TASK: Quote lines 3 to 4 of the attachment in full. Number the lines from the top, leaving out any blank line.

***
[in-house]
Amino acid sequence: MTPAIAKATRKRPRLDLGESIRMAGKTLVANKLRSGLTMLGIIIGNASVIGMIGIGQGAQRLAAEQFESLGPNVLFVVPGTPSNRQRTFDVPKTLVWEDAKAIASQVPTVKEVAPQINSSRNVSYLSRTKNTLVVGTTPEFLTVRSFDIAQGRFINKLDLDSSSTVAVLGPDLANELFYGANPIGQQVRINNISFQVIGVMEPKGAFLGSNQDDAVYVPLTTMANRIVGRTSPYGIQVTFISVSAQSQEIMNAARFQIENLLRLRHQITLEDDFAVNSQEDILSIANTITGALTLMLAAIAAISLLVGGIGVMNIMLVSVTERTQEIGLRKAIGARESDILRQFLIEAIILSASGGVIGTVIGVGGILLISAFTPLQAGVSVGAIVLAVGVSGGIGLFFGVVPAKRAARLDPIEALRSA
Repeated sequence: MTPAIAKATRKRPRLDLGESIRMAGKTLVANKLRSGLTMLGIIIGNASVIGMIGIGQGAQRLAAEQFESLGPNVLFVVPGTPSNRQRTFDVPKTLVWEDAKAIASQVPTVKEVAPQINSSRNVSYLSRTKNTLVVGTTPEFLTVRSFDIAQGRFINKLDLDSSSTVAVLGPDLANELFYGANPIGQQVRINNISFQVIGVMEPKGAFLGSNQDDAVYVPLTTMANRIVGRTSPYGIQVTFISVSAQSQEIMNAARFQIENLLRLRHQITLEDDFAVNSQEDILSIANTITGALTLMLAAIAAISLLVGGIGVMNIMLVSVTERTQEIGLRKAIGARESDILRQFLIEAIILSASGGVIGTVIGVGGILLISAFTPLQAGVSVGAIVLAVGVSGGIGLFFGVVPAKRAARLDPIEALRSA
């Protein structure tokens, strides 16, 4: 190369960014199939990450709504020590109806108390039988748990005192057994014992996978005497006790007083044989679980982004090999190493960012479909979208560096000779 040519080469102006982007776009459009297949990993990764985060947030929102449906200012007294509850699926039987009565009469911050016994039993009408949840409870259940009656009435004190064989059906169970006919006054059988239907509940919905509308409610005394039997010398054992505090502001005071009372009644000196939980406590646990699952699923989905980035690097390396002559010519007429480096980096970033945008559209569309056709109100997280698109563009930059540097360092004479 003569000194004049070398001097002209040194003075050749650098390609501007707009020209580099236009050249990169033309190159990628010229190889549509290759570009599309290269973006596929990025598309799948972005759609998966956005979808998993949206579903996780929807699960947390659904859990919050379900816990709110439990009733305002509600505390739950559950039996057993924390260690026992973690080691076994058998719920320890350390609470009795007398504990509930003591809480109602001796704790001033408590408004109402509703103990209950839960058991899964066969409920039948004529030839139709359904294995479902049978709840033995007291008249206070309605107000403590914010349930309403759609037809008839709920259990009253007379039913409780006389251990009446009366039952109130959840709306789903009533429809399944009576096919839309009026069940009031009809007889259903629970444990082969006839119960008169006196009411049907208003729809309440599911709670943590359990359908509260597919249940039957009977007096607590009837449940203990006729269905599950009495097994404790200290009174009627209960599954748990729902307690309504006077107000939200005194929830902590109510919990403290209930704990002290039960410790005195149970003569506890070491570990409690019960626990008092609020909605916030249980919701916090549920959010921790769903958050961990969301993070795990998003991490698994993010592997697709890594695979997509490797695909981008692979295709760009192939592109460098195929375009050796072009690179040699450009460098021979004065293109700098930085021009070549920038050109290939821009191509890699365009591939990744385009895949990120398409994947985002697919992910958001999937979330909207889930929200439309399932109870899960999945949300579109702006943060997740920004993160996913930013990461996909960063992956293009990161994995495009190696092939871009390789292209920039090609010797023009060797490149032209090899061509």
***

Repeated sequence: MTPAIAKATRKRPRLDLGESIRMAGKTLVANKLRSGLTMLGIIIGNASVIGMIGIGQGAQRLAAEQFESLGPNVLFVVPGTPSNRQRTFDVPKTLVWEDAKAIASQVPTVKEVAPQINSSRNVSYLSRTKNTLVVGTTPEFLTVRSFDIAQGRFINKLDLDSSSTVAVLGPDLANELFYGANPIGQQVRINNISFQVIGVMEPKGAFLGSNQDDAVYVPLTTMANRIVGRTSPYGIQVTFISVSAQSQEIMNAARFQIENLLRLRHQITLEDDFAVNSQEDILSIANTITGALTLMLAAIAAISLLVGGIGVMNIMLVSVTERTQEIGLRKAIGARESDILRQFLIEAIILSASGGVIGTVIGVGGILLISAFTPLQAGVSVGAIVLAVGVSGGIGLFFGVVPAKRAARLDPIEALRSA
């Protein structure tokens, strides 16, 4: 190369960014199939990450709504020590109806108390039988748990005192057994014992996978005497006790007083044989679980982004090999190493960012479909979208560096000779 040519080469102006982007776009459009297949990993990764985060947030929102449906200012007294509850699926039987009565009469911050016994039993009408949840409870259940009656009435004190064989059906169970006919006054059988239907509940919905509308409610005394039997010398054992505090502001005071009372009644000196939980406590646990699952699923989905980035690097390396002559010519007429480096980096970033945008559209569309056709109100997280698109563009930059540097360092004479 003569000194004049070398001097002209040194003075050749650098390609501007707009020209580099236009050249990169033309190159990628010229190889549509290759570009599309290269973006596929990025598309799948972005759609998966956005979808998993949206579903996780929807699960947390659904859990919050379900816990709110439990009733305002509600505390739950559950039996057993924390260690026992973690080691076994058998719920320890350390609470009795007398504990509930003591809480109602001796704790001033408590408004109402509703103990209950839960058991899964066969409920039948004529030839139709359904294995479902049978709840033995007291008249206070309605107000403590914010349930309403759609037809008839709920259990009253007379039913409780006389251990009446009366039952109130959840709306789903009533429809399944009576096919839309009026069940009031009809007889259903629970444990082969006839119960008169006196009411049907208003729809309440599911709670943590359990359908509260597919249940039957009977007096607590009837449940203990006729269905599950009495097994404790200290009174009627209960599954748990729902307690309504006077107000939200005194929830902590109510919990403290209930704990002290039960410790005195149970003569506890070491570990409690019960626990008092609020909605916030249980919701916090549920959010921790769903958050961990969301993070795990998003991490698994993010592997697709890594695979997509490797695909981008692979295709760009192939592109460098195929375009050796072009690179040699450009460098021979004065293109700098930085021009070549920038050109290939821009191509890699365009591939990744385009895949990120398409994947985002697919992910958001999937979330909207889930929200439309399932109870899960999945949300579109702006943060997740920004993160996913930013990461996909960063992956293009990161994995495009190696092939871009390789292209920039090609010797023009060797490149032209090899061509």